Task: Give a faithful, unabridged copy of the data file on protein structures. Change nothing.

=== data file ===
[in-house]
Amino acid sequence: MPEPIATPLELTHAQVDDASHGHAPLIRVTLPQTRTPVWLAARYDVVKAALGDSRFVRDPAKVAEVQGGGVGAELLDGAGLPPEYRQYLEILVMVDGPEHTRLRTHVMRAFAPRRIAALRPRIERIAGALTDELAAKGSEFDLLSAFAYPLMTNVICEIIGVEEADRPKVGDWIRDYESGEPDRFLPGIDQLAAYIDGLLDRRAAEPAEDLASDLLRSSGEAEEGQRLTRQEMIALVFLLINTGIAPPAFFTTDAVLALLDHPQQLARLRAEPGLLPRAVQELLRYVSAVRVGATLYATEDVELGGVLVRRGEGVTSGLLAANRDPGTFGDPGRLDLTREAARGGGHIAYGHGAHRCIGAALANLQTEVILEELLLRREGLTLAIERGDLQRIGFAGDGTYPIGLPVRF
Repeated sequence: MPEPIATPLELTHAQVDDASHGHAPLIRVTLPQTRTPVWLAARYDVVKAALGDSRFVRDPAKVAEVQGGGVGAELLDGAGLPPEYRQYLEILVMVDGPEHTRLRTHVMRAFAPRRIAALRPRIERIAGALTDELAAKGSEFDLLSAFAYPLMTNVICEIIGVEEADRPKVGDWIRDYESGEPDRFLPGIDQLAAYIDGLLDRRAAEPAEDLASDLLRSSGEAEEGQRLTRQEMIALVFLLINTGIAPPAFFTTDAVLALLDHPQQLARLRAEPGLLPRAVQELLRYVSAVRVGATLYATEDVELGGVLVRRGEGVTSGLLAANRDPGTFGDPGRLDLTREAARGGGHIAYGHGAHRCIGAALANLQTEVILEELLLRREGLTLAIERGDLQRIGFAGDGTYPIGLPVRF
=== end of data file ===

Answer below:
[in-house]
Amino acid sequence: MPEPIATPLELTHAQVDDASHGHAPLIRVTLPQTRTPVWLAARYDVVKAALGDSRFVRDPAKVAEVQGGGVGAELLDGAGLPPEYRQYLEILVMVDGPEHTRLRTHVMRAFAPRRIAALRPRIERIAGALTDELAAKGSEFDLLSAFAYPLMTNVICEIIGVEEADRPKVGDWIRDYESGEPDRFLPGIDQLAAYIDGLLDRRAAEPAEDLASDLLRSSGEAEEGQRLTRQEMIALVFLLINTGIAPPAFFTTDAVLALLDHPQQLARLRAEPGLLPRAVQELLRYVSAVRVGATLYATEDVELGGVLVRRGEGVTSGLLAANRDPGTFGDPGRLDLTREAARGGGHIAYGHGAHRCIGAALANLQTEVILEELLLRREGLTLAIERGDLQRIGFAGDGTYPIGLPVRF
Repeated sequence: MPEPIATPLELTHAQVDDASHGHAPLIRVTLPQTRTPVWLAARYDVVKAALGDSRFVRDPAKVAEVQGGGVGAELLDGAGLPPEYRQYLEILVMVDGPEHTRLRTHVMRAFAPRRIAALRPRIERIAGALTDELAAKGSEFDLLSAFAYPLMTNVICEIIGVEEADRPKVGDWIRDYESGEPDRFLPGIDQLAAYIDGLLDRRAAEPAEDLASDLLRSSGEAEEGQRLTRQEMIALVFLLINTGIAPPAFFTTDAVLALLDHPQQLARLRAEPGLLPRAVQELLRYVSAVRVGATLYATEDVELGGVLVRRGEGVTSGLLAANRDPGTFGDPGRLDLTREAARGGGHIAYGHGAHRCIGAALANLQTEVILEELLLRREGLTLAIERGDLQRIGFAGDGTYPIGLPVRF